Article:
Muir Woods, oh how I love thee

Here man is no longer the center of the world, only a witness, but a witness who is also a partner in the silent life of nature, bound by secret affinities to the trees. – Dag Hammarskjold (UN Secretary General 1953-1961)

Ok, just go ahead and label me a full-fledged tree hugger! I love plants: trees, flowers, mosses, grass, you name it. Coming from someone who’s idea of a perfect day includes roaming Pike Nursery for hours on end, looking at plants, reading their tags and dreaming of a perfect yard, Muir Woods was pretty much one of the most magical places on Earth and a day I won’t soon forget.
We arrived in San Francisco very late on Friday night, so needless to say, we started Saturday off on a very relaxed schedule. We enjoyed a delicious home cooked breakfast with our dear west coast friends and their sweet little addition, Elle. This was our first time seeing their precious bundle and let me tell you, a 3-month-old with two big ol’ dimples… my heart was a puddle in my chest.

After breakfast, we packed up the car for a beautifully scenic drive to Muir Woods. We zipped through downtown San Francisco, over the Golden Gate Bridge, through the picturesque town of Sausalito on our way to Muir Woods. As we drove along the winding mountain roads, we let down the windows (more for a little white noise for a tired baby) and inhaled the most delicious scent imaginable! Waves of fresh pine and cedar filled the car. That smell, coupled with the crisp bay breeze made you want to bottle it up and bring it back to steamy Georgia.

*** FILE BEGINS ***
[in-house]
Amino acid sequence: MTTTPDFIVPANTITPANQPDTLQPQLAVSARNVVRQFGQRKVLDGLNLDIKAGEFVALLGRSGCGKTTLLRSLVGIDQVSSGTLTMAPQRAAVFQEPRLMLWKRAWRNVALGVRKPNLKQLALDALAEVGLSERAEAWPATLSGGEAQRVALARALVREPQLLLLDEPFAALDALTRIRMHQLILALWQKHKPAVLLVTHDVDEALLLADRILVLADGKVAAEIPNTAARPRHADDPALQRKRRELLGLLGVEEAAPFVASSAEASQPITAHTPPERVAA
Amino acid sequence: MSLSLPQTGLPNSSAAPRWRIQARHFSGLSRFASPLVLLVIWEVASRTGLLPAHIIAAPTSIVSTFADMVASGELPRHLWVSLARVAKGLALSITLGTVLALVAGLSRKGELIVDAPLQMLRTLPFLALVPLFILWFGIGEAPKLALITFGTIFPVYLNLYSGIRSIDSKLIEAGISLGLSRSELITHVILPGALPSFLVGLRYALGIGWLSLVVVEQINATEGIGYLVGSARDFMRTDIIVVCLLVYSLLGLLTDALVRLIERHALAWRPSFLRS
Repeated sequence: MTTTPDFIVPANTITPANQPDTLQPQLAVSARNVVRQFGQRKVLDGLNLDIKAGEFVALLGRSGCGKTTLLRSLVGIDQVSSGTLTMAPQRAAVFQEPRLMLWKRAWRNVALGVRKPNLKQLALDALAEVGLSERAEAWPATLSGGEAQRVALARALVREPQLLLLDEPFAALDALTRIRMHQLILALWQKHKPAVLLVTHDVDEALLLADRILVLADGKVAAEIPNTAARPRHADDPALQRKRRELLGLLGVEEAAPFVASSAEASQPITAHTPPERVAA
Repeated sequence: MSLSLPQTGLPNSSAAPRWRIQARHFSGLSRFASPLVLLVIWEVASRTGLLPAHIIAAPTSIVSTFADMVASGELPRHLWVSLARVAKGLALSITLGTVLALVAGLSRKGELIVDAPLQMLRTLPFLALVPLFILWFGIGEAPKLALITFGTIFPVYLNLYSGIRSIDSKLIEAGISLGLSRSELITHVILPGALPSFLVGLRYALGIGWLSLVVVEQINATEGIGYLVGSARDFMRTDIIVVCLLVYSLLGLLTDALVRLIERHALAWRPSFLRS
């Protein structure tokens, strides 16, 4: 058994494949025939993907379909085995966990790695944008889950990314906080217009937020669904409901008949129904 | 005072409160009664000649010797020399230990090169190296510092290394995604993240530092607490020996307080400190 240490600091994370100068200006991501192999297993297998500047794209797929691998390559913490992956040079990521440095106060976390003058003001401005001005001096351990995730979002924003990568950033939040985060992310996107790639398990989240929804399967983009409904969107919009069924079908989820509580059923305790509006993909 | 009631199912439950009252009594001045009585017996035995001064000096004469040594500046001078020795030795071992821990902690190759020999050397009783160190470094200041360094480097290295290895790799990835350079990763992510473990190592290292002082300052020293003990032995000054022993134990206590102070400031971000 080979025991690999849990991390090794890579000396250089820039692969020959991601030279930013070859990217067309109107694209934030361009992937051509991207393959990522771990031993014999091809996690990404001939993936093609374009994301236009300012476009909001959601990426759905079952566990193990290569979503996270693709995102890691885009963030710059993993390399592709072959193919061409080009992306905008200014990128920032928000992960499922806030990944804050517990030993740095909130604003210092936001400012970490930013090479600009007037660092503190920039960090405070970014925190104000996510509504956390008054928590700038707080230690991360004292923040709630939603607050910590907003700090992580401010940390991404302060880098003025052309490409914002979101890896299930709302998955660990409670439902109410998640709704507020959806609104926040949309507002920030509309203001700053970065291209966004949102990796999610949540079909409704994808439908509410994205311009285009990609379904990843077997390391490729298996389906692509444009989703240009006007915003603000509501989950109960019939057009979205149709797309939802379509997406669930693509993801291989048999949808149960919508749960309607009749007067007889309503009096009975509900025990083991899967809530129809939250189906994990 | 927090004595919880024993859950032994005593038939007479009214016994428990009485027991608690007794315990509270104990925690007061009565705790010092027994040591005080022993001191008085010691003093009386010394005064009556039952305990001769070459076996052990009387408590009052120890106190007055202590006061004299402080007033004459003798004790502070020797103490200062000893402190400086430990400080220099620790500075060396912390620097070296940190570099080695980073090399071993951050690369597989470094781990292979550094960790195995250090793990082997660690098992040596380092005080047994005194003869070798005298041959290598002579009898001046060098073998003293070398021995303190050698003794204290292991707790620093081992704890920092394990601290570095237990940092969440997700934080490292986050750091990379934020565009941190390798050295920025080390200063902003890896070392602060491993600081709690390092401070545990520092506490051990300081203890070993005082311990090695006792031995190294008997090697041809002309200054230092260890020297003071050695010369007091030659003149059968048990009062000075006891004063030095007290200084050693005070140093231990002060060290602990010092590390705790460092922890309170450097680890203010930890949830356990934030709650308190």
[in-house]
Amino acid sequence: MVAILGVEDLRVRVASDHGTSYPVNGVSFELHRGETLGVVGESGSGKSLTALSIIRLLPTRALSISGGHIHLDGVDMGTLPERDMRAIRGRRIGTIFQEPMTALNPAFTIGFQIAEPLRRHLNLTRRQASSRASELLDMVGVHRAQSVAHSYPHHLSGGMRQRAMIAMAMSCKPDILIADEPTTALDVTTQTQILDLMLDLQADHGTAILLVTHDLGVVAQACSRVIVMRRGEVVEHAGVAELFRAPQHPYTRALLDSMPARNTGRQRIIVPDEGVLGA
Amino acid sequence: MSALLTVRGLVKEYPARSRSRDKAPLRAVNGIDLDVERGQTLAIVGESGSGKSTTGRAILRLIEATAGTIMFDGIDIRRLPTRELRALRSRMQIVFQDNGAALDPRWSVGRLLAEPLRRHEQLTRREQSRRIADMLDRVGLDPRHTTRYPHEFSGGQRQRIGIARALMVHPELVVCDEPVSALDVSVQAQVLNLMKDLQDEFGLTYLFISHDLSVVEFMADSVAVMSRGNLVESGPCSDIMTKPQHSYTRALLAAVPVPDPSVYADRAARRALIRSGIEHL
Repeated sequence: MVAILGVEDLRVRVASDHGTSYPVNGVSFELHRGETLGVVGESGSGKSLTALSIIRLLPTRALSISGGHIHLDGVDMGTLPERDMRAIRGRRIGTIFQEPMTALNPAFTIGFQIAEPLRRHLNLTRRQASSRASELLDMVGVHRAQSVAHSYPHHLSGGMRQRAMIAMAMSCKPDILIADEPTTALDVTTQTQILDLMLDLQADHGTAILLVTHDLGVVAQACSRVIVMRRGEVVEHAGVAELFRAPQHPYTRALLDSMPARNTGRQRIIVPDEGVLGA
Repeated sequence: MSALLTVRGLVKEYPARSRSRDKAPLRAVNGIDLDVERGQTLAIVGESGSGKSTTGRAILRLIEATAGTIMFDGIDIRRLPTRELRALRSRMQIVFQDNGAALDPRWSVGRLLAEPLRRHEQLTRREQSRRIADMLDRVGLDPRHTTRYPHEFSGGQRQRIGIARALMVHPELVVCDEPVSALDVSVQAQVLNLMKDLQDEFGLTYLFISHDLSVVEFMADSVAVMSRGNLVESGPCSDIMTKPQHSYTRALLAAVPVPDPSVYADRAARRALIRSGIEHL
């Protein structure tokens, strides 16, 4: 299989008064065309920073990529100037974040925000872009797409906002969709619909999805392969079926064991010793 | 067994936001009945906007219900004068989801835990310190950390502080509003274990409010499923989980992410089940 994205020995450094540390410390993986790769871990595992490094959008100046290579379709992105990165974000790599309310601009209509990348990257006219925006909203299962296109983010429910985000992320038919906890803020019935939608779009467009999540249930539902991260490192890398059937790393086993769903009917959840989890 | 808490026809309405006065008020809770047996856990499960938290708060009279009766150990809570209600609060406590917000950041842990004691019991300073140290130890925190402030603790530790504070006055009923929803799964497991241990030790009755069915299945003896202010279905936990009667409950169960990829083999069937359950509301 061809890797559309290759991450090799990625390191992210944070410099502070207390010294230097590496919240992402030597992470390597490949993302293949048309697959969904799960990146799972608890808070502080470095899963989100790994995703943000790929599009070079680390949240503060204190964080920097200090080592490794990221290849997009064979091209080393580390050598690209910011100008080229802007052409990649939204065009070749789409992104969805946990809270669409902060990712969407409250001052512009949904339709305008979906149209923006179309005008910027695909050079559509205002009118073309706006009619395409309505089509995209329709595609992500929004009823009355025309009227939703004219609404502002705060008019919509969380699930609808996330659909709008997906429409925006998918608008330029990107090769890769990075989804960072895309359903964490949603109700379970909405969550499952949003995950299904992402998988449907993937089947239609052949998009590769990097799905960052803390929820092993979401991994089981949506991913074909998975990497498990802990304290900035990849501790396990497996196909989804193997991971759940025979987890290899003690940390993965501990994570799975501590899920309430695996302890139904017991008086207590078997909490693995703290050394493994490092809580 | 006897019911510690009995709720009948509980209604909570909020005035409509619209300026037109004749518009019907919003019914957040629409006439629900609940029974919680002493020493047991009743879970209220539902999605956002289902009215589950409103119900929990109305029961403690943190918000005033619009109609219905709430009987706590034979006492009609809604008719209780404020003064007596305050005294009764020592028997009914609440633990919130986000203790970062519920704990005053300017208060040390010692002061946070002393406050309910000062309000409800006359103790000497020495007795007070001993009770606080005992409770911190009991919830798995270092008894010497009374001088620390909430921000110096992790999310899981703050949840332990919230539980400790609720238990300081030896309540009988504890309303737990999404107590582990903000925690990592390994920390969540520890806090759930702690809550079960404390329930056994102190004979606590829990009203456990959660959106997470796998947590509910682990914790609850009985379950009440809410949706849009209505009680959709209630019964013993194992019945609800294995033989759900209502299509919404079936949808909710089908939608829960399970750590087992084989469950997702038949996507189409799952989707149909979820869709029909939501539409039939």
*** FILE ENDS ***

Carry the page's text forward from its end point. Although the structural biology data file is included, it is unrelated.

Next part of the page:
We stopped off at Muir Beach for an oh-so-California picnic: delightful cheeses, crackers, pepperoni, turkey, olives and of course refreshing white wine. The quaint picnic table, the fresh ocean air, a reunion with old friends… these are what perfect days are made of.
After our finger food feast, we hopped back into the car and headed to Muir Woods National Monument. Now, a little note about these pictures: We arrived in the late afternoon when the sun was dipping lower and lower behind the hills. While this was very magical and quite enchanting, it didn’t make for the brightest photos. However, I hope you are able to sense the deep, dark beauty of the forest.
As the sun dipped down, gorgeous rays of soft golden light filtered to the ground. It was very quiet in the forest. I felt like I was miles away from civilization and for a moment I pretended that was true.